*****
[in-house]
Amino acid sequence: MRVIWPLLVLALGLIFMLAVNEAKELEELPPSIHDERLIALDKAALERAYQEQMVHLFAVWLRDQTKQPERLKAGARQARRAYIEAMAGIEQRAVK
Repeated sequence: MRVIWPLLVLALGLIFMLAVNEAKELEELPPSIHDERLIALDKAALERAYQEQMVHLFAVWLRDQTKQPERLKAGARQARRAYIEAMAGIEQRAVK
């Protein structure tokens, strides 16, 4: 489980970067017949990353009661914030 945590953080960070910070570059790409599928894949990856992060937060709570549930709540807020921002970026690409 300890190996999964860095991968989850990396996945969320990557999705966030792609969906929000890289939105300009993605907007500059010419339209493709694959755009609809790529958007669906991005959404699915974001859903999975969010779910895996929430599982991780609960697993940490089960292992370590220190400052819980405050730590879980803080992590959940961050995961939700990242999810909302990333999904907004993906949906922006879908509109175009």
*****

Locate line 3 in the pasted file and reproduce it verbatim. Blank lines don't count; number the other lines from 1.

Repeated sequence: MRVIWPLLVLALGLIFMLAVNEAKELEELPPSIHDERLIALDKAALERAYQEQMVHLFAVWLRDQTKQPERLKAGARQARRAYIEAMAGIEQRAVK